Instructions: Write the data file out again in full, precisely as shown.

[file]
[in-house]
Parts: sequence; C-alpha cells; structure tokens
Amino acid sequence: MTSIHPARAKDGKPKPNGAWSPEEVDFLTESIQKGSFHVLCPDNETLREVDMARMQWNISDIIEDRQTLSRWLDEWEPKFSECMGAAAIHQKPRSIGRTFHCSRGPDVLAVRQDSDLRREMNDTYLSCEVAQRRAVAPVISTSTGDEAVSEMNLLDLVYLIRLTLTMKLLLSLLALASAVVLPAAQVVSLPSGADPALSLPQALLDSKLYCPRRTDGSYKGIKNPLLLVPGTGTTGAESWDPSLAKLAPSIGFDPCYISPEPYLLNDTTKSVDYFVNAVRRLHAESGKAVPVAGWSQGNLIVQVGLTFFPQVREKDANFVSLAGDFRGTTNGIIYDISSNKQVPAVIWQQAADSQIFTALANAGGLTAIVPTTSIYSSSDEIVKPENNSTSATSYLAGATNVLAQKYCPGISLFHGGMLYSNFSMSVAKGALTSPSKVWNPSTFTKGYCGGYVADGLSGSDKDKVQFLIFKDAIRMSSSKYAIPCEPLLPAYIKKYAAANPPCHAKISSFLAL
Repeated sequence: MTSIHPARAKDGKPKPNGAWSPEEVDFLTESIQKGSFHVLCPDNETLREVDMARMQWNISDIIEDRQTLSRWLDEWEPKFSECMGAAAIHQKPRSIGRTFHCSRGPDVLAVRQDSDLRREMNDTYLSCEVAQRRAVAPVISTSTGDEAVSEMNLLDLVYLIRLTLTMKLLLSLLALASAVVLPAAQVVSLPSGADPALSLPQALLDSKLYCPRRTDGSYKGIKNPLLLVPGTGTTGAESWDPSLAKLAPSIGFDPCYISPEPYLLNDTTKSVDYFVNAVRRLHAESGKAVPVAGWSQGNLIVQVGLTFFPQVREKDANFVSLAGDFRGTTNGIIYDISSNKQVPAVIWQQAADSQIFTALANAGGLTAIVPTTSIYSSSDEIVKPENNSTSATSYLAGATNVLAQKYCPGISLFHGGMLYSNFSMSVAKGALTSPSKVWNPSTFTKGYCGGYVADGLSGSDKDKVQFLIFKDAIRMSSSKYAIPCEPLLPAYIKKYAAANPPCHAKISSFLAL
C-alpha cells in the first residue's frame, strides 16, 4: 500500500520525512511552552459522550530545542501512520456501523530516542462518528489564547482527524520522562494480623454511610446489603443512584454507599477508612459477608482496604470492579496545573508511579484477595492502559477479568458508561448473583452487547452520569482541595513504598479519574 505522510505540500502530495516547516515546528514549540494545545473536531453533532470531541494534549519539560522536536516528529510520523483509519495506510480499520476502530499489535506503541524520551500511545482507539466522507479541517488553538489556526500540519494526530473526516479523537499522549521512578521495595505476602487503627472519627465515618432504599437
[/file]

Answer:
[in-house]
Parts: sequence; C-alpha cells; structure tokens
Amino acid sequence: MTSIHPARAKDGKPKPNGAWSPEEVDFLTESIQKGSFHVLCPDNETLREVDMARMQWNISDIIEDRQTLSRWLDEWEPKFSECMGAAAIHQKPRSIGRTFHCSRGPDVLAVRQDSDLRREMNDTYLSCEVAQRRAVAPVISTSTGDEAVSEMNLLDLVYLIRLTLTMKLLLSLLALASAVVLPAAQVVSLPSGADPALSLPQALLDSKLYCPRRTDGSYKGIKNPLLLVPGTGTTGAESWDPSLAKLAPSIGFDPCYISPEPYLLNDTTKSVDYFVNAVRRLHAESGKAVPVAGWSQGNLIVQVGLTFFPQVREKDANFVSLAGDFRGTTNGIIYDISSNKQVPAVIWQQAADSQIFTALANAGGLTAIVPTTSIYSSSDEIVKPENNSTSATSYLAGATNVLAQKYCPGISLFHGGMLYSNFSMSVAKGALTSPSKVWNPSTFTKGYCGGYVADGLSGSDKDKVQFLIFKDAIRMSSSKYAIPCEPLLPAYIKKYAAANPPCHAKISSFLAL
Repeated sequence: MTSIHPARAKDGKPKPNGAWSPEEVDFLTESIQKGSFHVLCPDNETLREVDMARMQWNISDIIEDRQTLSRWLDEWEPKFSECMGAAAIHQKPRSIGRTFHCSRGPDVLAVRQDSDLRREMNDTYLSCEVAQRRAVAPVISTSTGDEAVSEMNLLDLVYLIRLTLTMKLLLSLLALASAVVLPAAQVVSLPSGADPALSLPQALLDSKLYCPRRTDGSYKGIKNPLLLVPGTGTTGAESWDPSLAKLAPSIGFDPCYISPEPYLLNDTTKSVDYFVNAVRRLHAESGKAVPVAGWSQGNLIVQVGLTFFPQVREKDANFVSLAGDFRGTTNGIIYDISSNKQVPAVIWQQAADSQIFTALANAGGLTAIVPTTSIYSSSDEIVKPENNSTSATSYLAGATNVLAQKYCPGISLFHGGMLYSNFSMSVAKGALTSPSKVWNPSTFTKGYCGGYVADGLSGSDKDKVQFLIFKDAIRMSSSKYAIPCEPLLPAYIKKYAAANPPCHAKISSFLAL
C-alpha cells in the first residue's frame, strides 16, 4: 500500500520525512511552552459522550530545542501512520456501523530516542462518528489564547482527524520522562494480623454511610446489603443512584454507599477508612459477608482496604470492579496545573508511579484477595492502559477479568458508561448473583452487547452520569482541595513504598479519574 505522510505540500502530495516547516515546528514549540494545545473536531453533532470531541494534549519539560522536536516528529510520523483509519495506510480499520476502530499489535506503541524520551500511545482507539466522507479541517488553538489556526500540519494526530473526516479523537499522549521512578521495595505476602487503627472519627465515618432504599437